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The Power of Optimism and Fusion

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In 1998, my friend and co-investor in Net-Tv told me about an incredible, also read implausible, investment he and his father were involved in. Tad Buchannan described the technology as a dumpster sized fusion reactor that could power San Francisco. Hearing something like this from anyone should send all smart money to the exits but this was Tad and Mike Buchannan and these were two very honest and trustworthy people. At the very least they believed in what they were investing in so I thought it was worth a look.

 

What Tad was talking about, in layman’s terms, was an electrical power plant fueled by a continuous fusion reaction. The best way I know to describe this is to say that the company was planning to bottle the sun.

A video from Tri Alpha

 

When you think about a star, if you ever do, you may wonder how it works, where does all that light and heat come from and how does it work for billions of years? To understand you need to break down Einstein’s theory of relativity. E=MC2 . Simply put E, Energy is equal to the value of Mass multiplied by C The speed of Light squared. In other words, the atomic weight of the two colliding atoms multiplied by the speed of light and squared. The resulting large number is the amount of energy that comes out of the fusion reaction. A star is a luminous sphere of plasma held together by its own gravity. The idea behind confined fusion is to replicate what takes place in star in a controlled fusion reactor and then capture that heat and energy and convert it to electrons.

 

A star has plenty of gravity to pull escaping atoms back into its plasma core to foster continuous reactons. In the case of Tri Alpha the gravity is created by a series of electro magnets surrounding a vacuum. The magnets keep the super heated hydrogen, plasma, in place while it is merged with boron. The game is keeping the plasma ball suspended and hot as new fuel is introduced into the system. The fusion reaction caused by the colliding atoms releases enormous amounts of heat and energy which can converted into electricity.

 

A competing company but agreat explanation of fusion.

 

Here is the bottom line. If it works you have a system that produces clean electricity from a nearly inexhaustible fule source, water and boron, and the only by-product is inert helium gas and no dangerous nuclear radiation. In other words, exactly what the world needs and more than likely too good to be true.

 

If this scheme had been surfaced by anyone other than Tad and Michael, who are really trustworthy individuals, I would have never taken a first look. After meet Norman Rosstoker, Michel Bindbauer, Harry Hamlin, Buzz Alderin and George Sealy it was clear to me that these men were serious and convinced the system could be built. As a childhood fan of nuclear subs, nuclear power and Jules Verne, I thought it was worth investigating and eventually investing.

 

At the time I was a General Partner at Pequot Capital and my job was to make investments in promising technology. The problem with Tri Alpha in my mind, and my partners, was the time required to reach a working prototype. Our investors expected returns in less than 7 years and this project could, and would, take much longer than that. So no one was too surprised when Tri Alpha failed the deal pitch and we all turned down the idea of investing as a fund. Subsequently I told my partners that I was going to invest personally and I was surprised to be joined by: Art Samberg, Larry Lenihan, Erik Jansen and Marco Arese. Art also called John Mack, then at Morgan Stanley and John joined in as well.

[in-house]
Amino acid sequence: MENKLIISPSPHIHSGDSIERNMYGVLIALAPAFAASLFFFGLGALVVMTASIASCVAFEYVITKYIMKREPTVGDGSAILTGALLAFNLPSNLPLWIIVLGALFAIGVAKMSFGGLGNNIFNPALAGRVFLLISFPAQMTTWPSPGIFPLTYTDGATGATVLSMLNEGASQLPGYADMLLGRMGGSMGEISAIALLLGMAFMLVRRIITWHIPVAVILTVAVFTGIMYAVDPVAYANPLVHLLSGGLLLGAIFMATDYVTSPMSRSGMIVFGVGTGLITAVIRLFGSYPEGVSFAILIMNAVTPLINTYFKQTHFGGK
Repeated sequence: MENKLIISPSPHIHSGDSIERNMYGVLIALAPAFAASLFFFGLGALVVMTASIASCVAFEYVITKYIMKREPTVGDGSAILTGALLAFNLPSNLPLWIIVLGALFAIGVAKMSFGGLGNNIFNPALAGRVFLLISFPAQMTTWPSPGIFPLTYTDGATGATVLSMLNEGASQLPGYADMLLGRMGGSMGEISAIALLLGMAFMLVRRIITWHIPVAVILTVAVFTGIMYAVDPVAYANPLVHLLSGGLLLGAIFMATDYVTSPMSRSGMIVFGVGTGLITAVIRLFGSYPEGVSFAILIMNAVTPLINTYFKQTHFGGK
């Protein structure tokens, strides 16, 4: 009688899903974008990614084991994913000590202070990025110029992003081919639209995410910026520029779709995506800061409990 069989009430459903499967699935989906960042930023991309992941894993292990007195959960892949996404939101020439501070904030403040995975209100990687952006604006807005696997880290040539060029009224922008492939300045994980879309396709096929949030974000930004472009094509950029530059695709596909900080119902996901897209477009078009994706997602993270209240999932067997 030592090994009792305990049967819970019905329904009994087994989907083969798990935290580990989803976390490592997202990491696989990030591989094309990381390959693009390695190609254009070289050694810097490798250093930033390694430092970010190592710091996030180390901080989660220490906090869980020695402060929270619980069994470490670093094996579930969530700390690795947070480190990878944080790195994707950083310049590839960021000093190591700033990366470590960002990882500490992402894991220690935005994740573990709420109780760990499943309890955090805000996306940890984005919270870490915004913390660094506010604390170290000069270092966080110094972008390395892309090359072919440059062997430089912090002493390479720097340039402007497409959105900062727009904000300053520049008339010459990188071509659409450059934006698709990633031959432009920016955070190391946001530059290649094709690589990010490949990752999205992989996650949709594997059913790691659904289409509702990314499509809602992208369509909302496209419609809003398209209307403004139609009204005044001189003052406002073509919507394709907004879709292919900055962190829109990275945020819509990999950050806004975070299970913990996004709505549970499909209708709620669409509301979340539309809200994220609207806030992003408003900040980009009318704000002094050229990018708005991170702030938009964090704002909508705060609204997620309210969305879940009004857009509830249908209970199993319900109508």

In the years and additional rounds of funding to follow Marco and Art played major roles in helping us to expand our investor base. Marco brought in a group of Italian investors which included Enel the Italian power authority. Art got serious and started bringing other serious investors.  Years later we would add NEA, and Venrock. As of this writing we have gone from our humble 2.5-million-dollar series A to raise more than 500 million dollars to develop the world’s first clean fusion reactor.

 

In 2006 I handed by board seat to Art and accepted a seat on the board of Interfusio the offshore holding company for Tri-Alpha. In time Interfusio will be responsible for licensing TAE technology around the world. In the meantime, I listen in on the regular TAE board meetings and I am comforted by the quality of professionals who are now running the board and the company including Dale Prouty who took over as CEO after founder and pioneer George Sealy passed away.

 

With the company now out of stealth mode and working on our first commercial prototype I am delighted and relieved to report that what was once the riskiest investment of my career may actually turn out to be the most successful and more importantly the most impactful invention of the 21st century. Imagine a world with unlimited amounts of cheap clean electricity. No more need to burn coal or go to war over oil fields. Every country can secure adequate amounts of hydrogen and boron and we can all enjoy cheap and plentiful carbon free power day and night.

 

This will happen. It will likely happen in the next decade and it could not come at a better time. If we are to reverse the negative impale increased carbon has had on climate change, we will need to convert every power plant on the planet to use Tri Alpha technology. Our cars can be electric and eventually our larger ships can have mini TAE reactors. Planes will need to continue burning dinosaur juice but that is a tiny part of the overall carbon problem.

 

I am extremely hopeful that the invention of Fusion Electricity has come in time to halt the ceaseless pollution and damage cause by developing and burning fossil fuels and can also lead to a more equitable distribution of wealth and basic human necessities. Of course this last part should not surprise you, after all it should be clear by now that I am an eternal optimist.